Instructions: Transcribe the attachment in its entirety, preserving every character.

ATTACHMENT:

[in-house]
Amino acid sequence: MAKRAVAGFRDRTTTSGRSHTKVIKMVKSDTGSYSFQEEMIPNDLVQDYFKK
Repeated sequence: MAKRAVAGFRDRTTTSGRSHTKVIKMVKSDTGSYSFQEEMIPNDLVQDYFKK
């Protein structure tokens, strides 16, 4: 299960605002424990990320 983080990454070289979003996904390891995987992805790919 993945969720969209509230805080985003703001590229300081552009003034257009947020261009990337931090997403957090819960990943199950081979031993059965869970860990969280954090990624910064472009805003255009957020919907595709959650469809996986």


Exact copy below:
[in-house]
Amino acid sequence: MAKRAVAGFRDRTTTSGRSHTKVIKMVKSDTGSYSFQEEMIPNDLVQDYFKK
Repeated sequence: MAKRAVAGFRDRTTTSGRSHTKVIKMVKSDTGSYSFQEEMIPNDLVQDYFKK
């Protein structure tokens, strides 16, 4: 299960605002424990990320 983080990454070289979003996904390891995987992805790919 993945969720969209509230805080985003703001590229300081552009003034257009947020261009990337931090997403957090819960990943199950081979031993059965869970860990969280954090990624910064472009805003255009957020919907595709959650469809996986």